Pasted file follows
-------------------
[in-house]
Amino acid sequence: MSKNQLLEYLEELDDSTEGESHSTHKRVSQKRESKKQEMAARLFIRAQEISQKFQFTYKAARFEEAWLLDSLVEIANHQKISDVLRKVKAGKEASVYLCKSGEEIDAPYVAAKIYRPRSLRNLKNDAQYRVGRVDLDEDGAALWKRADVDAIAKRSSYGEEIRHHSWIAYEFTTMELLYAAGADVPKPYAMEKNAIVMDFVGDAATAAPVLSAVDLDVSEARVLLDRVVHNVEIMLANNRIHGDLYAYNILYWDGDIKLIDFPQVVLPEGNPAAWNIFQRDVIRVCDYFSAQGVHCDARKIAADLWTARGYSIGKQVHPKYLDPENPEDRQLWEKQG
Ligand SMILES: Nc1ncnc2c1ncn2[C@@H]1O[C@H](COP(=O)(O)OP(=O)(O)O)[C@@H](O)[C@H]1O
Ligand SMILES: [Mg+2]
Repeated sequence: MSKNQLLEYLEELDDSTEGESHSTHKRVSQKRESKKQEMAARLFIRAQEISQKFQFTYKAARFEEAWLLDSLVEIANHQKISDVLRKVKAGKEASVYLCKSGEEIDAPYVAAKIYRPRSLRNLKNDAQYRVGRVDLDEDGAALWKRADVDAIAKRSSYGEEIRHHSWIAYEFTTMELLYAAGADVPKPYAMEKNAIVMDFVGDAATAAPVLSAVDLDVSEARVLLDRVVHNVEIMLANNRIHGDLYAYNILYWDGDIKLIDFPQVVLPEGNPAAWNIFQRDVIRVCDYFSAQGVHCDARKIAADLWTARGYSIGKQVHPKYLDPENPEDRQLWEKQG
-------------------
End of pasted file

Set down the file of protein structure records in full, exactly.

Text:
[in-house]
Amino acid sequence: MSKNQLLEYLEELDDSTEGESHSTHKRVSQKRESKKQEMAARLFIRAQEISQKFQFTYKAARFEEAWLLDSLVEIANHQKISDVLRKVKAGKEASVYLCKSGEEIDAPYVAAKIYRPRSLRNLKNDAQYRVGRVDLDEDGAALWKRADVDAIAKRSSYGEEIRHHSWIAYEFTTMELLYAAGADVPKPYAMEKNAIVMDFVGDAATAAPVLSAVDLDVSEARVLLDRVVHNVEIMLANNRIHGDLYAYNILYWDGDIKLIDFPQVVLPEGNPAAWNIFQRDVIRVCDYFSAQGVHCDARKIAADLWTARGYSIGKQVHPKYLDPENPEDRQLWEKQG
Ligand SMILES: Nc1ncnc2c1ncn2[C@@H]1O[C@H](COP(=O)(O)OP(=O)(O)O)[C@@H](O)[C@H]1O
Ligand SMILES: [Mg+2]
Repeated sequence: MSKNQLLEYLEELDDSTEGESHSTHKRVSQKRESKKQEMAARLFIRAQEISQKFQFTYKAARFEEAWLLDSLVEIANHQKISDVLRKVKAGKEASVYLCKSGEEIDAPYVAAKIYRPRSLRNLKNDAQYRVGRVDLDEDGAALWKRADVDAIAKRSSYGEEIRHHSWIAYEFTTMELLYAAGADVPKPYAMEKNAIVMDFVGDAATAAPVLSAVDLDVSEARVLLDRVVHNVEIMLANNRIHGDLYAYNILYWDGDIKLIDFPQVVLPEGNPAAWNIFQRDVIRVCDYFSAQGVHCDARKIAADLWTARGYSIGKQVHPKYLDPENPEDRQLWEKQG